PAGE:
History Northeast Region, Civil Air Patrol
NORTHEAST REGION - A PROUD HISTORY
As the Civil Air Patrol was coming into existence in 1941, the consensus was that there should be an echelon between the 52 wings and National Headquarters. The founders of the CAP decided to mirror the nine existing Army Corps Areas. In each one, a Region Commander would coordinate wing activities. During this formative stage, this concept proved to be helpful in getting the new organization up and running.
The six New England wings formed the 1st Region, with headquarters in Boston. The New York, New Jersey and Delaware Wings formed the 2nd Region with headquarters in New York. The 3rd Region area had the Pennsylvania, Virginia, Maryland, National Capital, and Puerto Rico Wings, with headquarters in Baltimore.
Until April 1942, Gill Robb Wilson himself commanded both the 1st and 2nd Regions. Only five of the nine regional commands were ever actually filled, three by Army officers. The Army often found it necessary to send these officers on military missions outside their regions. These shortfalls at the regional level necessitated more and more direct contact between the wings and National Headquarters. The Office of Civilian Defense (then the parent body of the CAP) abolished the regional commands on August 14, 1942.
In the postwar years, there were eight Areas of Responsibility (AORs). In the northeastern states, the AOR consisted of the six New England wings, and the New York, New Jersey, Pennsylvania, Maryland, Delaware, and National Capital Wings. On the National Executive Board, there were eight officers, each with responsibility for his AOR, with a ninth serving as chairman. In September 1951, Colonel James L. Biggs, the NEB member from the Northeast, was concurrently designated as Regional Director. Effective January 1, 1952, CAP formally reestablished the regional echelon, and reconstituted the old AORs into eight new regions. The new Northeast Region now consisted of the six New England wings, and the New York, New Jersey, and Pennsylvania Wings. At that time, Colonel Cord Meyer became Regional Director. On May 27, 1955, Regional Directors became Region Commanders.
On a shield of Air Corps Azure Blue, all within a silver border is centered a White circle, in its center is Red cartographic emblem of a compass rose, with all of the 32 compass points clearly defined, the center of which is a Silver propeller and white triangle, the emblem of the Civil Air Patrol, emanating from the center of this compass rose into the Northeast quadrant of the shield, are nine sun yellow rays which represent the Nine Wings of the Northeast Region, superimposed on a gold background which represents enlightenment, above and to the left is a White star charged with a Red disk, the traditional emblem of the Army Air Corps/USAF which represents the U. S. Air Force as a guiding star and overseer. The bottom of the Shield has a White scroll and Black letters NORTHEAST REGION that signifies a command organization.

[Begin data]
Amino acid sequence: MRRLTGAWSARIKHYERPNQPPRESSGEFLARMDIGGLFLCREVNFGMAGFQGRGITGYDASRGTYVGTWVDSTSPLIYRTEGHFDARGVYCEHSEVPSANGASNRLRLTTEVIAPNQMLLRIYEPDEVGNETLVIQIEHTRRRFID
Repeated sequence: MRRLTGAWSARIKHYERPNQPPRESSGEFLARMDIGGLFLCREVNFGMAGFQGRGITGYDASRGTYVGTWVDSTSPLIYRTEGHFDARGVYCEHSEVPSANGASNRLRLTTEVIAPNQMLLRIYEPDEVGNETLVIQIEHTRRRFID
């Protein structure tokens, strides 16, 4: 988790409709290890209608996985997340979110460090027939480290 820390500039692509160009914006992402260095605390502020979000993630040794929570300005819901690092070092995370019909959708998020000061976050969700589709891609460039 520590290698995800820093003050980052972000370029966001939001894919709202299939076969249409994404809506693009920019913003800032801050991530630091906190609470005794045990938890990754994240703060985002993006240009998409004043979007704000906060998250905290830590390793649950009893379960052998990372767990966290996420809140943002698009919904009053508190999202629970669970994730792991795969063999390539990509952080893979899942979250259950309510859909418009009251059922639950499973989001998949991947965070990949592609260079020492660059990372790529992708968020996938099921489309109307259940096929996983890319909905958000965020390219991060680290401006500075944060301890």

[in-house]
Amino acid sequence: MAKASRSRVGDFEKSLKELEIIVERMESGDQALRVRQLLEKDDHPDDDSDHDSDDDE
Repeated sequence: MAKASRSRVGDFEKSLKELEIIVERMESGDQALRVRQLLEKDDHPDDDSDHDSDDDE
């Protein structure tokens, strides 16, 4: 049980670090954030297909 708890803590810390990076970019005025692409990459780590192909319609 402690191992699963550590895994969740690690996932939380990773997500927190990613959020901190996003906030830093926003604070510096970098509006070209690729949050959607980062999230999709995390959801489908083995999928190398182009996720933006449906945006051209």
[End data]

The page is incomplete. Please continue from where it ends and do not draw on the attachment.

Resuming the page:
The design was developed in early 1970 and was the product of Colonel John J. "Jack" Herbert, USAF and Commander of the Northeast Liaison Region, along with then Major Leonard A. Blascovich, CAP, Director of Cadets for the Northeast Region. Col Fred Bamberger, USAFR, Northeast Region Reserve Assistance Coordinator, had a professional drawing made for use as a master in the manufacture of the emblem as a patch. The drawing and the patch was approved in September 1970 by Col Edwin M. Lyons, CAP commander Northeast Region, thus making this the "Official Emblem of Headquarters, Northeast Region, Civil Air Patrol". The original drawing for the patch has has been preserved.
Starting in 1978, the patch was worn by the NER drill team on the "Shade 107" Olive Green (OG) fatigues for the National Cadet Competition. The Shade 107 fatigue uniforms were phased out as a CAP uniform in 1996. Updated 28 May 2012